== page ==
Even if God is dead, art is not.
And art is starting to come alive again through powerful new forms of collaborative partnerships between artists and commercial interests as part of a new movement that the Austrian inventors of the term have called “strategic art branding”.
Up until the late eighteenth century the social role of art was for the most part decorative or didactic.
The art of the Middle Ages was underwritten and promoted essentially as a visual catechism for the overwhelmingly illiterate masses as well as a form of privileged master craftsmanship aiding and abetting the self-glorification of clergy and rulers.
After the French Revolution and the ascendancy of the “Fourth Estate” that later came to be referred to as the “bourgeoisie”, art took on two contradictory roles.
On the one hand, it became the occasion for a self-congratulatory estheticism of the new industrial ruling classes who needed to direct their recently acquired wealth into the “finer things” of life in order to show their parity with the declining nobility, who previously had been the sole custodians of culture.
The philosophical preoccupation with “taste” and “genius” from the Napoleonic era up until the 1870s reflected this shift in curatorial responsibility.
On the other hand, the new forms of art patronage generated its own counter-culture, the Bohemian “avant-garde” with its militant slogan of épater le bourgeois (“shock the middle class”).
The irony, as the famous social satirist and literary gadfly Tom Wolfe noted in the 1980s, is that shock had now become humdrum and routine. At the same time, many art critics were declaring the death of the avant-garde.
Starting with Andy Warhol in the 1960s and culminating with Damien Hirst by the end of the millennium, the only way left to “shock” any longer was to turn art into something totally opposed to something historically it was not supposed to be – pure self-commodification.
After the crash of 2008 and the collapse of the speculative and increasingly self-referential global art market, where certain overhyped works, like debt swap derivatives, had become merely “special investment vehicles” that could vaporize as quickly as high-finance daytrades on Wall Street, a new wave of critics began to declare the “death of art” itself.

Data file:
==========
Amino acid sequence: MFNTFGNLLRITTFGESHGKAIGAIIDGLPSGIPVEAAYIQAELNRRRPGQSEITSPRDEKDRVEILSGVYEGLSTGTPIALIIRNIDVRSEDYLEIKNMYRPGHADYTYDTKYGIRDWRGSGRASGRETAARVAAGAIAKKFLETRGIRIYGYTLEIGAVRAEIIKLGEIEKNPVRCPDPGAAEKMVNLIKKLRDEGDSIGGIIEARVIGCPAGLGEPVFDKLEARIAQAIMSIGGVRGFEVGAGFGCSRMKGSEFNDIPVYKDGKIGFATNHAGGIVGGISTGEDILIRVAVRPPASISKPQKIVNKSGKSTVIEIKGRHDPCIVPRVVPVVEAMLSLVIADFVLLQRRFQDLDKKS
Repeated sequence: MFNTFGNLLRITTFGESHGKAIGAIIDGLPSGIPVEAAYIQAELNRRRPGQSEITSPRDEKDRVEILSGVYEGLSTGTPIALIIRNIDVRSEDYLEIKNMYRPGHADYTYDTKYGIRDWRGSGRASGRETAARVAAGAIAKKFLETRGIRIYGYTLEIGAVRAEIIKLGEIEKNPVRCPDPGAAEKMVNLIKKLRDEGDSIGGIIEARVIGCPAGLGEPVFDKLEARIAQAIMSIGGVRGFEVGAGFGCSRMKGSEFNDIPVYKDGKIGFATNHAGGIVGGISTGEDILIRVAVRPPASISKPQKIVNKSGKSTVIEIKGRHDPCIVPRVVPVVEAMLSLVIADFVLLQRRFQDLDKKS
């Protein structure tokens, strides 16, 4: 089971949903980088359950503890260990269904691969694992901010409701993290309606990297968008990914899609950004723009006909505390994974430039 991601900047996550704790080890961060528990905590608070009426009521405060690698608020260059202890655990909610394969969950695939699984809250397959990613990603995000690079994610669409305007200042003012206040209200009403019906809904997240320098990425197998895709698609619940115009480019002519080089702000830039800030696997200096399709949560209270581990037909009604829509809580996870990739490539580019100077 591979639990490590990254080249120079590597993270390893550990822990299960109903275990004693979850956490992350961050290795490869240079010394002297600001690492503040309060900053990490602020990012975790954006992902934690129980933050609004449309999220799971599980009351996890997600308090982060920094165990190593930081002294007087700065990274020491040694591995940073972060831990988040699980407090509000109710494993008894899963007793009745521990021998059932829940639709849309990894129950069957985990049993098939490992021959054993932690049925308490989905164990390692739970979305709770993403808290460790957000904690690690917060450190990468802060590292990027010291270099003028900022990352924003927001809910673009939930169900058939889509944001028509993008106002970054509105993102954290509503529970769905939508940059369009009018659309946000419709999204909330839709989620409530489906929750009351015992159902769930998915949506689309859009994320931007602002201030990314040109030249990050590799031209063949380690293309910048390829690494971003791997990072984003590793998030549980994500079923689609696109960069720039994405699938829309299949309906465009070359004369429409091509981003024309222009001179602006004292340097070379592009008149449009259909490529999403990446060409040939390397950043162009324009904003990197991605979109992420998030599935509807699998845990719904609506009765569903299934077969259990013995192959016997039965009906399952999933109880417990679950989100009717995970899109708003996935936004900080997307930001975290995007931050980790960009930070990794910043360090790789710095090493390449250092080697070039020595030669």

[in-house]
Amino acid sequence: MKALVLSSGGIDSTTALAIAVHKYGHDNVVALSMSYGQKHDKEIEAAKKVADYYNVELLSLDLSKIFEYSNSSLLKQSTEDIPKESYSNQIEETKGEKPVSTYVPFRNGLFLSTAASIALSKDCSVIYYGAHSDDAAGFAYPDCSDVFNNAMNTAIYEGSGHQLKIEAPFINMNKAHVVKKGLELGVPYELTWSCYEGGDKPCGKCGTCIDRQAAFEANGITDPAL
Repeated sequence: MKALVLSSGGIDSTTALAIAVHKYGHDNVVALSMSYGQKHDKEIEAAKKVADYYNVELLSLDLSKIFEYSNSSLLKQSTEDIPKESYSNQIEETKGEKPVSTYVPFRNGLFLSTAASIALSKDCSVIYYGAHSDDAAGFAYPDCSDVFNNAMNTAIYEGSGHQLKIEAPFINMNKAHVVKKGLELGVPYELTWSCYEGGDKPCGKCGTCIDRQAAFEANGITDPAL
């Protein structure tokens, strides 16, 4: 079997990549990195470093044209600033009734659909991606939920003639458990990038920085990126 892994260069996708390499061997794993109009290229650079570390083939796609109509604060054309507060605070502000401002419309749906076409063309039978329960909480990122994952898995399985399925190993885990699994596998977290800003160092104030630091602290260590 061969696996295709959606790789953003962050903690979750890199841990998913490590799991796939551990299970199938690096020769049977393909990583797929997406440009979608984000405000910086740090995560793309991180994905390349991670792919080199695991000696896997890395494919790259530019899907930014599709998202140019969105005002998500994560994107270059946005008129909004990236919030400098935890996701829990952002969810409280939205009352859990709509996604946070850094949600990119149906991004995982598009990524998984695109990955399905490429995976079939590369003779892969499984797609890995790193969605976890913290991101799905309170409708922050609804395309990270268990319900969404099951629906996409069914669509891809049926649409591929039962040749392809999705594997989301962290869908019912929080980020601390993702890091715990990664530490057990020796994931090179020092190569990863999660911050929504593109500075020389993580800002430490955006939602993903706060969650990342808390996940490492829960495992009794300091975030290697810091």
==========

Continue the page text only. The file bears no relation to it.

The irony, of course, is the death of art was accompanied by an explosion of serious practicing artists – professionally trained and dual career “creatives” – who, like adjunct professors, began to proliferate in the new no-growth and slow-growth economy.
If art investing was no longer the financial incentive it had once been, putting one’s money in privatized art academies and retail corporations with the tacit message of “art for everyone” became big business. Think Michael’s Stores.
Meanwhile, municipalities large and small began encouraging the growth of “arts districts” to attract largely for the purposes of “economic development” and “urban revitalization” a whole new generation of well-educated clientele.
Unfortunately, this new clientele knew little about the meaning and importance of art and could not rely on the art professionals to inform them, since the latter had become for the most part captive to the financialization and commodification of art works and to the academicization of the art elites themselves, particularly in America, where the prestige of schools attended and lists of degrees trumped almost completely the spirit of radical innovation and any re-visioning of the power and purpose of art itself.